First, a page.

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December 2021

Vol. 49, No. 6

Front Cover: December 2021

Ruby-crowned Kinglet by John Sill


Ruby-crowned Kinglet by John Sill © Massachusetts Audubon Society. Courtesy of the Museum of American Bird Art.

John Sill is a freelance wildlife artist living in the mountains of North Carolina. He was the illustrator for the Bird Identification Calendar for Mass Audubon for many years. His work has appeared in Birds In Art at the Leigh-Yawkey Woodson Art Museum, Wausau, Wisconsin, and in Art of the Animal Kingdom at the Bennington Center for the Arts in Vermont. He continues to illustrate the “About” and “About Habitats” series of natural history books for children written by his wife Cathryn.

Ruby-crowned Kinglet

The Ruby-crowned Kinglet (Corthylio calendula) is one of the tiniest of our songbirds yet produces the largest clutches of any North American passerine species. Ruby-crowned Kinglets are gray-green above and light yellowish gray below. They have two distinct, white wing bars on dark gray wings and a white eye ring that is broken at the top and bottom. The sexes are similar in appearance except for the scarlet crown of the male. They have tiny bills and can often be identified by their almost constant wing-flicking behavior.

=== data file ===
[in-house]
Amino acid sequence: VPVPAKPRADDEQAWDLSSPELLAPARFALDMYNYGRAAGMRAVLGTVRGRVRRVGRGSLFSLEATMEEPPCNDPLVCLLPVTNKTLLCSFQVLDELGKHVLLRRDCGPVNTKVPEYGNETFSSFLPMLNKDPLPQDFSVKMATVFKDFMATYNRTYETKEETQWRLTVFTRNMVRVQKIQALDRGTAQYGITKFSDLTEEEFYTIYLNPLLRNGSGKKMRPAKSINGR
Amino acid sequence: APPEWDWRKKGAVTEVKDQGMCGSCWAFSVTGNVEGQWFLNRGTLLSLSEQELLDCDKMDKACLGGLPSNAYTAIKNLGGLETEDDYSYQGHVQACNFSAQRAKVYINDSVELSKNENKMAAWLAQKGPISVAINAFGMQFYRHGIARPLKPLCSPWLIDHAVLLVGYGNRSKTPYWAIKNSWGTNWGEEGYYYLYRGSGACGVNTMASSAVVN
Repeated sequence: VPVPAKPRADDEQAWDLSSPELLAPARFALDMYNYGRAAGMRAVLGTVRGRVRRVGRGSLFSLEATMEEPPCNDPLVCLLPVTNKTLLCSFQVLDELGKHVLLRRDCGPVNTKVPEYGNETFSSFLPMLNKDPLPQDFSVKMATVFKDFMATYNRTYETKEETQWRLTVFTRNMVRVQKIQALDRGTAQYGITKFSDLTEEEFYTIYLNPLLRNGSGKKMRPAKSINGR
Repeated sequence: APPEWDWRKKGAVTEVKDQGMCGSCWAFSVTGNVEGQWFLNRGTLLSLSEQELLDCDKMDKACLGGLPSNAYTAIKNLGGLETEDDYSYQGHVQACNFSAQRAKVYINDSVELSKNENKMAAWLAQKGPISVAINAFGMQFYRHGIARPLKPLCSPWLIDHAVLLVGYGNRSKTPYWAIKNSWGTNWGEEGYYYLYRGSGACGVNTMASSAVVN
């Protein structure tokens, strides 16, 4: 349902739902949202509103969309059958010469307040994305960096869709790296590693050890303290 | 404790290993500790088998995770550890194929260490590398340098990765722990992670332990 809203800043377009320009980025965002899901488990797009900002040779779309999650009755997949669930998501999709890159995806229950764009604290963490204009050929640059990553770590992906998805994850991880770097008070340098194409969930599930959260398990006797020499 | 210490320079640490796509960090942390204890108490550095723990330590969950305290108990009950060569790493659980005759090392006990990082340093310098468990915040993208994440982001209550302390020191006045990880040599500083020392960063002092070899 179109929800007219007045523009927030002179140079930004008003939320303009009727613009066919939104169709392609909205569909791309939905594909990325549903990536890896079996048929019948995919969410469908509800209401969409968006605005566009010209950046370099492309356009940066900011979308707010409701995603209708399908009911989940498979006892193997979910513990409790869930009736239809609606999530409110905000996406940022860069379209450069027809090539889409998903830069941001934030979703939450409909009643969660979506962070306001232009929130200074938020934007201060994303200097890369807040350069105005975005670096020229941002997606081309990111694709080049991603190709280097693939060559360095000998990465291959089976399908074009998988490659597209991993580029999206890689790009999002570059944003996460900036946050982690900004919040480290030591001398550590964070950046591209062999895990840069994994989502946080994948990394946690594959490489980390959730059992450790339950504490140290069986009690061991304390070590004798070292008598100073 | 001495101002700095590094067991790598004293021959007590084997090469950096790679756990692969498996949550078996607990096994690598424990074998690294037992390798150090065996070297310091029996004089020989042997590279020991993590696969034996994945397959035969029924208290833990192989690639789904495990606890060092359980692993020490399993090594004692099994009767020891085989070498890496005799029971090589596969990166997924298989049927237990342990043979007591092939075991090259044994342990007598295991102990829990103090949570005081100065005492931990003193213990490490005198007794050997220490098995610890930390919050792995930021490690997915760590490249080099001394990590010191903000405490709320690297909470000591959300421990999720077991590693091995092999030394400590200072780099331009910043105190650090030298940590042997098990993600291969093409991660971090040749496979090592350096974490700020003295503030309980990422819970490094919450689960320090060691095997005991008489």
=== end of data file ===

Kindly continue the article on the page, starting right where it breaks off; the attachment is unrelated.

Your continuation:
The Ruby-crowned Kinglet is easily separated from Golden-crowned Kinglet (Regulus satrapa) by the latter’s boldly striped face and crown. The taxonomy of the genus Regulus is problematic, with studies indicating that the Ruby-crowned and Golden-crowned kinglets have a substantial genetic distance between them, which is usually associated with different genera. Ruby-crowned Kinglets differ from all the other Regulus species as well, leading to classification in its own genus: Corthylio. Three subspecies are recognized. C. c. calendula breeds from Alaska in a broad swath across Canada south of Hudson Bay to Newfoundland that dips into the United States around the Great Lakes region and through northern New England. C. c. grinnelli breeds from coastal Alaska south through British Columbia. C. c. obscurus formerly inhabited Isla Guadalupe, Mexico, and is now extinct.

In the western United States, Ruby-crowned Kinglets breed or are year-round residents in the mountains from Washington State south through central California, Nevada, Arizona, and New Mexico; they also breed from Montana south to New Mexico. Ruby-crowned Kinglets winter from Washington State to the Southwest and continue through Mexico to Guatemala. In the East, they winter sparingly from southern Massachusetts and Connecticut south through Florida and west through Missouri and southern Kansas, Texas, and Mexico. In Massachusetts, there only a few questionable breeding records. However, the Ruby-crowned Kinglet is a common to sometimes abundant migrant but a scarce and irregular winter visitor. Ruby-crowned Kinglets arrive in Massachusetts in early April; fall migration peaks in early October. They frequently join mixed flocks of other small woodland species on their wintering grounds.